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Old Nov 16, 2022, 2:51 pm
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Originally Posted by Need
It is not a mifi. It is just a LTE modem with ethernet connection. You connect your own wireless router to it. And you could put in AT&T/T-Mobile/Verizon sim card to use the mobile connections with your own router. Isn't that what you want?
Ah. That'd work too. I'll have to go back and take a look. It's got me thinking about when I work travel next. Thanks.
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Old Nov 16, 2022, 4:36 pm
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I second the Cradlepoint suggestion. LTE/5G routers is what they do. Their base model, the E100, should be plenty for your needs...but they ain't cheap.

https://cradlepoint.com/product/endpoints/e100/
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Old Nov 16, 2022, 4:52 pm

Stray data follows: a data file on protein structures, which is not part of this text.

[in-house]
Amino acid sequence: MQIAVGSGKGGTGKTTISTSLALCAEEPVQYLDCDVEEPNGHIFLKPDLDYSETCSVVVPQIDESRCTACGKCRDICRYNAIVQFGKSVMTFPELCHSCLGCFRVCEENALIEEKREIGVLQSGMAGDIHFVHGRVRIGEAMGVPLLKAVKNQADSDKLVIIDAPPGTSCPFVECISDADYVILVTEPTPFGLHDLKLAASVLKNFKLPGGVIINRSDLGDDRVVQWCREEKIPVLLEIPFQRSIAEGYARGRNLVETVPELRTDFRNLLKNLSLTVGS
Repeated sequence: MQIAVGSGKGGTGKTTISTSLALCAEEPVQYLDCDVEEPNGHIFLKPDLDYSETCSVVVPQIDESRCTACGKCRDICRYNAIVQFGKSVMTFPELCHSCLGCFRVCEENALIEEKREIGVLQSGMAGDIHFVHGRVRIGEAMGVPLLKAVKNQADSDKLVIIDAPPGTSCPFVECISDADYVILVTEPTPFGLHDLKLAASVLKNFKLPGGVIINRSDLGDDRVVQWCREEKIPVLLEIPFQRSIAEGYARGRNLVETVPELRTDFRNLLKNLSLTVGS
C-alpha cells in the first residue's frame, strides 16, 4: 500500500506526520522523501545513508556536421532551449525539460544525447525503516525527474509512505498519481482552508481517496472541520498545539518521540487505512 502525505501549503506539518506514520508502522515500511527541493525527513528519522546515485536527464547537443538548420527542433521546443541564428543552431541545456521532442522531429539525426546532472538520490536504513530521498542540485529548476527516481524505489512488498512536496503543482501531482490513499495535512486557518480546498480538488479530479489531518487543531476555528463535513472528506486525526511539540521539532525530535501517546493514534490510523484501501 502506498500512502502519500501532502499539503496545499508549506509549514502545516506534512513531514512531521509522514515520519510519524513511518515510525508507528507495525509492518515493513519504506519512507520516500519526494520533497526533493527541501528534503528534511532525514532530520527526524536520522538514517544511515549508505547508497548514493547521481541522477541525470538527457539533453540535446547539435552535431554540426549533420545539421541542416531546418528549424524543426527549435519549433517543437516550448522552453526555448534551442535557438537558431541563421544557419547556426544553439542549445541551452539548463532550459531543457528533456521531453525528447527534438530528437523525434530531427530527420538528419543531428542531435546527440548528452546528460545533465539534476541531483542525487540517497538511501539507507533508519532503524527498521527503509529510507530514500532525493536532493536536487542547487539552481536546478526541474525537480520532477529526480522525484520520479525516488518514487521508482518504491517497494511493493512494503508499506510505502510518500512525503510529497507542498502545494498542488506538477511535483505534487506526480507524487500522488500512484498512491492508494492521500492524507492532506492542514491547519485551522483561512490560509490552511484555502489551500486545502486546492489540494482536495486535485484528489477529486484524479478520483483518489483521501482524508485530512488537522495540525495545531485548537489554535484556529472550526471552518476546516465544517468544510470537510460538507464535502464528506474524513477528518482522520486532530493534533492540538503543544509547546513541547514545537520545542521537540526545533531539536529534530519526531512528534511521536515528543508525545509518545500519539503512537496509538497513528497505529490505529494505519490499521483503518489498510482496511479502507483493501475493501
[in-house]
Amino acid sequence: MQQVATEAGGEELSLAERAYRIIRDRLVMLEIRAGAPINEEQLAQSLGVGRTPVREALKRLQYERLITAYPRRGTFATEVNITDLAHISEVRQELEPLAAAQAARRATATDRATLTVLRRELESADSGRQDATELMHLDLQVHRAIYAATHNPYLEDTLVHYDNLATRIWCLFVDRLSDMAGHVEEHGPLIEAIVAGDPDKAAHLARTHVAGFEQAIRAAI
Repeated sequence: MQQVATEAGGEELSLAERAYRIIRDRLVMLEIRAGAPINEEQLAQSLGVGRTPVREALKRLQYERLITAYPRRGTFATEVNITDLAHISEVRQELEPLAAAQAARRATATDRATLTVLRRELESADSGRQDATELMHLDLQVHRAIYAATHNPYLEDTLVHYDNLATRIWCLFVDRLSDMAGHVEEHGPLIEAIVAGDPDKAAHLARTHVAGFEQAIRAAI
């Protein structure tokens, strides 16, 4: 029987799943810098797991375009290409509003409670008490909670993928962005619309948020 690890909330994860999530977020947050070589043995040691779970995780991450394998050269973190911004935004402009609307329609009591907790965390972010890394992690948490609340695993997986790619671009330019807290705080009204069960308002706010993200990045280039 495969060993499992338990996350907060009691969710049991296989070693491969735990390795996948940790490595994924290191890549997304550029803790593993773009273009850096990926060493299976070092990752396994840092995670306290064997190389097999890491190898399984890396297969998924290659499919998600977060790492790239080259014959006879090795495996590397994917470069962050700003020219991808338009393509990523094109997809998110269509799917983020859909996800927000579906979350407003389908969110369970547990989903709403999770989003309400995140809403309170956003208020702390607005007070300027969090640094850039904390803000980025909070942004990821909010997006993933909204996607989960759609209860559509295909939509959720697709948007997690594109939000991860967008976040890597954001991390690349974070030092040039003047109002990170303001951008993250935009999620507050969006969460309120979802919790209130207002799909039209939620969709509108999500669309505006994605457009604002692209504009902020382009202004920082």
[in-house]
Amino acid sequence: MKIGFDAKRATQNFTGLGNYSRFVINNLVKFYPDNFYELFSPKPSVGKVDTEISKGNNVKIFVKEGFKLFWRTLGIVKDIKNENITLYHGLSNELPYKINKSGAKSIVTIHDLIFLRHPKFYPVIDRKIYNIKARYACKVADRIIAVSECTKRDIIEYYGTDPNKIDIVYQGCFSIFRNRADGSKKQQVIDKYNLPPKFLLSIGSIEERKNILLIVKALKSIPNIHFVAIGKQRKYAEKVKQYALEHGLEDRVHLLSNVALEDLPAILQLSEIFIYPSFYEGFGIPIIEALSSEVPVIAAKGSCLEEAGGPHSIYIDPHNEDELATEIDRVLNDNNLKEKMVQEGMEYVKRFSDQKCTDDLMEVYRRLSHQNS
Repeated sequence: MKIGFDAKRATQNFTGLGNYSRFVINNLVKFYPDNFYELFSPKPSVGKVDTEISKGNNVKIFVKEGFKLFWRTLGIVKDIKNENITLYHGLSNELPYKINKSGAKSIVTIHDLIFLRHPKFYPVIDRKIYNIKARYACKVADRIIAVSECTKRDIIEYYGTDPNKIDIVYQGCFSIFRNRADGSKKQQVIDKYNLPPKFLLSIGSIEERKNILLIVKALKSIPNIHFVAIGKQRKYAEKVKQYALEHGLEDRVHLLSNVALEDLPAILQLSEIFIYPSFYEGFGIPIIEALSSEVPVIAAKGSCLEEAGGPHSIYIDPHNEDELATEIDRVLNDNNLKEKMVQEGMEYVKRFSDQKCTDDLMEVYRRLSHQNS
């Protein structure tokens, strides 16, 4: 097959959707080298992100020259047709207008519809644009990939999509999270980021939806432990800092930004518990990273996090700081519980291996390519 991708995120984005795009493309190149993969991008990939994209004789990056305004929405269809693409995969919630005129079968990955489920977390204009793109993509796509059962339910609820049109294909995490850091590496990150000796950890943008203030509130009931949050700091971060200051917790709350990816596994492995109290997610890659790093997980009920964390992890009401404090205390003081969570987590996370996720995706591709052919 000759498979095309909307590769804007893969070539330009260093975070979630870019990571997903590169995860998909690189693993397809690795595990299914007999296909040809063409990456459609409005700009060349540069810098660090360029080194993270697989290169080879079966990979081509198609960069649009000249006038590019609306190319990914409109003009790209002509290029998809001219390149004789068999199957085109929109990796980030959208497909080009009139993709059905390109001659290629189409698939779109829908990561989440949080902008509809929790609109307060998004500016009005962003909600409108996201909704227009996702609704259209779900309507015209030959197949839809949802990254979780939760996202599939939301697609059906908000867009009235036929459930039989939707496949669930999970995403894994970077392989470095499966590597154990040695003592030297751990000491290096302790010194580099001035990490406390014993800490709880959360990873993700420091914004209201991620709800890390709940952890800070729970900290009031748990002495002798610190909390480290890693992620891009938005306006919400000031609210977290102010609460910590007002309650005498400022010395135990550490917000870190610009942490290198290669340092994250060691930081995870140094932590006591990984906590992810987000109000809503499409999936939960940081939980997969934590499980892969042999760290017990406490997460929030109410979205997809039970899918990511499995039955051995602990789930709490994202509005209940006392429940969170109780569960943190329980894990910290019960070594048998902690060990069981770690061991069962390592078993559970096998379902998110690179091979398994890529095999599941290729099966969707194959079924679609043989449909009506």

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Cisco Meraki (https://meraki.cisco.com/products/wireless-wan/) or Cradlepoint, anything else is headache.
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Old Nov 18, 2022, 3:10 pm
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Originally Posted by StuckInYYZ
IME, a travel router doesn't really have the horsepower to support what we're trying to do (at least no travel router I have seen has been able to do this)
Just curious, when you say horsepower, do you mean throughput (bandwidth) or WiFi range? I regularly use the GL.Inet Slate router when I travel and it's enough to cover a 2-bedroom, 2-floor concrete condo. In situations where I've needed more range I have an older Ubiquiti Unifi AP which I'll daisy-chain into the Slate router.

Asus routers are generally highly-rated and have good performance, AND support USB tethering, from phones and from LTE modems. That might be an option if you want something more integrated.